TMC says that Sienta’s sporty design was inspired by the shape of a trekking shoe. Our tester, in the eye-popping shade of Air Yellow, is right in step with the latest trends in boldly styled active wear. Other available Sienta colors include green, red and black mica, silver and blue metallic, and white and brown pearl.
Sienta’s cool styling touches include a large grille flanked by headlight clusters that connect to the lower valance via dark grey plastic inserts. Getting into the spirit of the design, we thought they look a bit like shoelaces. At the rear, similar plastic panels connect the taillights with the lower bumper.
Our tester was fitted with Toyota Hybrid Synergy Drive that combines a 1.5-liter gasoline engine with an electric motor, Nickel-metal Hydride battery pack and a Continuously Variable Transmission. Those who are familiar with the Toyota Prius, Aqua (Prius c) and Alpha (Prius v) will feel right at home with the smooth and seamless power delivery. As a parallel hybrid, motivation is supplied by the gas engine, the electric motor or a combination of the two.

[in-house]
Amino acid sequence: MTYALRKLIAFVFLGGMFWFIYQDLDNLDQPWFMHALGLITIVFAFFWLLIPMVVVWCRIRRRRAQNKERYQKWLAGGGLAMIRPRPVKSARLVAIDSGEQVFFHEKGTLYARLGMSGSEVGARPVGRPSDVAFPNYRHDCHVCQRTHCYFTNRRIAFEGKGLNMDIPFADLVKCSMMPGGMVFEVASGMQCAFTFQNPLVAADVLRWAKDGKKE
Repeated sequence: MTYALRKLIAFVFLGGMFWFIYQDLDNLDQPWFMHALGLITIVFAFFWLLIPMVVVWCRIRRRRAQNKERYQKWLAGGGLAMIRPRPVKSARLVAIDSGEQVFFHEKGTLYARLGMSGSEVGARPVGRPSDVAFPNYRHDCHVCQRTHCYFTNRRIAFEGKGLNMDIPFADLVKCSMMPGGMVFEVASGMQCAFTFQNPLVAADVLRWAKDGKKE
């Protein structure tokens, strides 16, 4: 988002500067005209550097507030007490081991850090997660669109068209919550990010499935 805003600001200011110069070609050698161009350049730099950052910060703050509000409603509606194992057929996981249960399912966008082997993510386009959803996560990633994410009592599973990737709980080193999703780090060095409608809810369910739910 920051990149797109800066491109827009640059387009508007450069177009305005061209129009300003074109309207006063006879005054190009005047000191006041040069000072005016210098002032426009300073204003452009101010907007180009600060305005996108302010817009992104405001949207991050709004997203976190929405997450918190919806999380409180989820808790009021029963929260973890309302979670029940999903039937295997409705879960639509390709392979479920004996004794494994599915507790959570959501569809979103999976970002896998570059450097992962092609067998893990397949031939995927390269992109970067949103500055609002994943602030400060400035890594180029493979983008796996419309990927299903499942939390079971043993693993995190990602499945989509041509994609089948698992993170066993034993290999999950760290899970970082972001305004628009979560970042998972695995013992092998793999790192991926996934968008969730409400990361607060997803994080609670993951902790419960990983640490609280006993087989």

The 1NZ-FXE 1,496 cc engine puts out 54 kW (74 PS) at 4,800 rpm with 111 Nm (11.3 kgf-m) of torque at 3,600 – 4,400 rpm. Meanwhile the electric motor delivers 45 kW (61 PS) plus 169 Nm (17.2 kgf-m) of torque. Combined system output is 73 kW (100 PS). Toyota says this powertrain is good for class-leading fuel efficiency of 27.2 km/l with the JC08 test cycle. A non-hybrid version is also available.
The cabin continues the sporty styling motif with a swoopy dash design that brings to mind the new generation Prius. Yet instead of the instrument panel being centrally mounted, it’s positioned high above the steering wheel in the upper half of the dash.